9.     cross_function<DemoInterface,1,int(std::string)> count_characters;
  11.     cross_function<DemoInterface,2,std::string(std::string)> say_hello;
  13.     cross_function<DemoInterface,3,std::vector<std::string>(std::string)>
  14.         split_into_words;
  16.     template<class T>
  17.     DemoInterface(T t):DemoInterface<b>::base_t(t),
  18.         plus_5(t), count_characters(t),say_hello(t),split_into_words(t){}
  19. };
In this library, all interfaces are actually templates that take a bool parameter. The reason for this will become clear as we discuss the implementation in later posts.
All interfaces inherit from define_interface which takes a bool parameter (just use the bool passed in to the template) and an int parameter specifying how many functions are in the interface.  If you pass in a too small number, you will get a static_assert telling you that the number is too small.
To define a function in the interface, use the cross_function template
The first parameter is the interface in this case DemoInterface. The second parameter is the 0 based position of the function. The first function is 0, the second is 1, the third 2, etc. The third and final parameter of cross_function is the signature of the function is the name style as std::function.
Finally all interfaces need a templated constructor that takes a value t and passes it on to the base class as well as each function. For convenience the define_interface template defines a typedef base_t that you can use in your constructor initializer.
To implement an interface you would do this
Code Snippet
  1. struct DemoInterfaceImplemention:
  2.     public implement_interface<DemoInterface>{
  4.         DemoInterfaceImplemention(){
  6.             plus_5 = [](int i){
  7.                 return i+5;
  8.             };
  10.             say_hello = [](std::string name)->std::string{
  11.                 return "Hello " + name;
  12.             };
  14.             count_characters = [](std::string s)->int{
  15.                 return s.length();
  16.             };
  18.             split_into_words =
  19.                 [](std::string s)->std::vector<std::string>{
  20.                     std::vector<std::string> ret;
  21.                     auto wbegin = s.begin();
  22.                     auto wend = wbegin;
  23.                     for(;wbegin!= s.end();wend = std::find(wend,s.end(),' ')){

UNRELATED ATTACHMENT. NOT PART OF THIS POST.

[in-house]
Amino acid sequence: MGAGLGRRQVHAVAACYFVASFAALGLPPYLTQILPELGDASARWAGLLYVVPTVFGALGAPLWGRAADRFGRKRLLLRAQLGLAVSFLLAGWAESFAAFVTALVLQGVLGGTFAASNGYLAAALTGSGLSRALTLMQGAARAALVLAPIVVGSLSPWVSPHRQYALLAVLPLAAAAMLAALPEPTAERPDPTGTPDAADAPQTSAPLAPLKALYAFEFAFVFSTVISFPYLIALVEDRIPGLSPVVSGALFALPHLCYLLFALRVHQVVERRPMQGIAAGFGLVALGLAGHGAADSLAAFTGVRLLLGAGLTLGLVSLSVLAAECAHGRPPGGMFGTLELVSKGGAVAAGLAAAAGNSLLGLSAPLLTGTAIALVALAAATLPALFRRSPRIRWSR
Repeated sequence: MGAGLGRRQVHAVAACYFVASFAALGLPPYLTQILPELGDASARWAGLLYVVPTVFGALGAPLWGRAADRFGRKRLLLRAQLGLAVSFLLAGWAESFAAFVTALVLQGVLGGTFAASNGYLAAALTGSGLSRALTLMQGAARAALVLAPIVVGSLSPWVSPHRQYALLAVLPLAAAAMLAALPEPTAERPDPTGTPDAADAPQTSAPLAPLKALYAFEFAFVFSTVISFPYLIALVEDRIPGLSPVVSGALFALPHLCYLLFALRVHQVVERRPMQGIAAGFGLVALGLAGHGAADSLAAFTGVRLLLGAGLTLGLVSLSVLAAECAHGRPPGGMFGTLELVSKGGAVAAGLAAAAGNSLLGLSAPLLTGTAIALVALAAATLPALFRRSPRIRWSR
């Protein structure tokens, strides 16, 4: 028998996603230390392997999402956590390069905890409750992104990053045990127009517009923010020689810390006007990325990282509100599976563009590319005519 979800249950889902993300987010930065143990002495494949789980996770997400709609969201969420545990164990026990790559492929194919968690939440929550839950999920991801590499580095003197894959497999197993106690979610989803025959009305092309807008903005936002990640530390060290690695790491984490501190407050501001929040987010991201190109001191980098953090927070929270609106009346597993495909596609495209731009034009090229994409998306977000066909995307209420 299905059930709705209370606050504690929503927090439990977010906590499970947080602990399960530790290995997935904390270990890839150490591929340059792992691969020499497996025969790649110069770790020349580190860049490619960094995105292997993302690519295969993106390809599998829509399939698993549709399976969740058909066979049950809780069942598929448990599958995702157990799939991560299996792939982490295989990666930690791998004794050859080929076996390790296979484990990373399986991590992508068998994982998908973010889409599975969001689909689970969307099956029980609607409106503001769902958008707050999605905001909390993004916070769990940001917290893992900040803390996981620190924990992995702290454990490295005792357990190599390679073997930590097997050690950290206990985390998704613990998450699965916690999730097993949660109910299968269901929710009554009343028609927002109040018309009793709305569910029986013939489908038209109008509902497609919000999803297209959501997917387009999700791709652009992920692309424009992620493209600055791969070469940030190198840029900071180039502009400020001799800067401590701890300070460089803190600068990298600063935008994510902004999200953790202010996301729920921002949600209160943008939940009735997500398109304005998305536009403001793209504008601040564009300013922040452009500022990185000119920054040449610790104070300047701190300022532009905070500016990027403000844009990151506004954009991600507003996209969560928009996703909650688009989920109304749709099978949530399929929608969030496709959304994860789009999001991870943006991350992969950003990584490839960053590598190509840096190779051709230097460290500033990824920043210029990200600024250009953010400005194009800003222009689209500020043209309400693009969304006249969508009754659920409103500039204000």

24.                         if(wbegin==wend)continue;
  25.                         ret.push_back(std::string(wbegin,wend));
  26.                         wbegin = std::find_if(wend,s.end(),
  27.                             [](char c){return c != ' ';});
  28.                         wend = wbegin;
  29.                     }
  30.                     return ret;
  31.             };
  33.         }
  34. };
To implement an interface, you derive from implement_interface specifying your Interface as the template parameter. Then in your constructor you assign a lambda with the same signature you specified in the definition of the interface to each of the cross_function variables.
To use an interface, you construct use_interface providing the Interface as the template parameter.
Code Snippet
  1. // Assume iDemo is defined as follows
  2. // use_interface<DemoInterface> iDemo = ...
  3. int i = iDemo.plus_5(5);
  5. int count = iDemo.count_characters("Hello World");
  7. std::string s =  iDemo.say_hello("John");
  9. std::vector<std::string> words = iDemo.split_into_words("This is a test");
You then call the functions just as you would with any class object. Note the use of . instead of –>
Thank you taking the time to read this post. I hope this has piqued your interest. In future posts we will explore how we create this library, and how we can extend this library to do more. I hope you will join me.
You can find compilable code at
The code has been tested on
  • Windows with compiling the executable with MSVC 2012 Milan (Nov CTP) and the DLL with mingw g++ 4.7.2
  • Ubuntu 12.10 with compiling the executable with g++ 4.7.2 and the .so file with clang++ 3.1
Instructions on how to compile are included in the README.txt file.
Please let me know what you think in the comments section
- John Bandela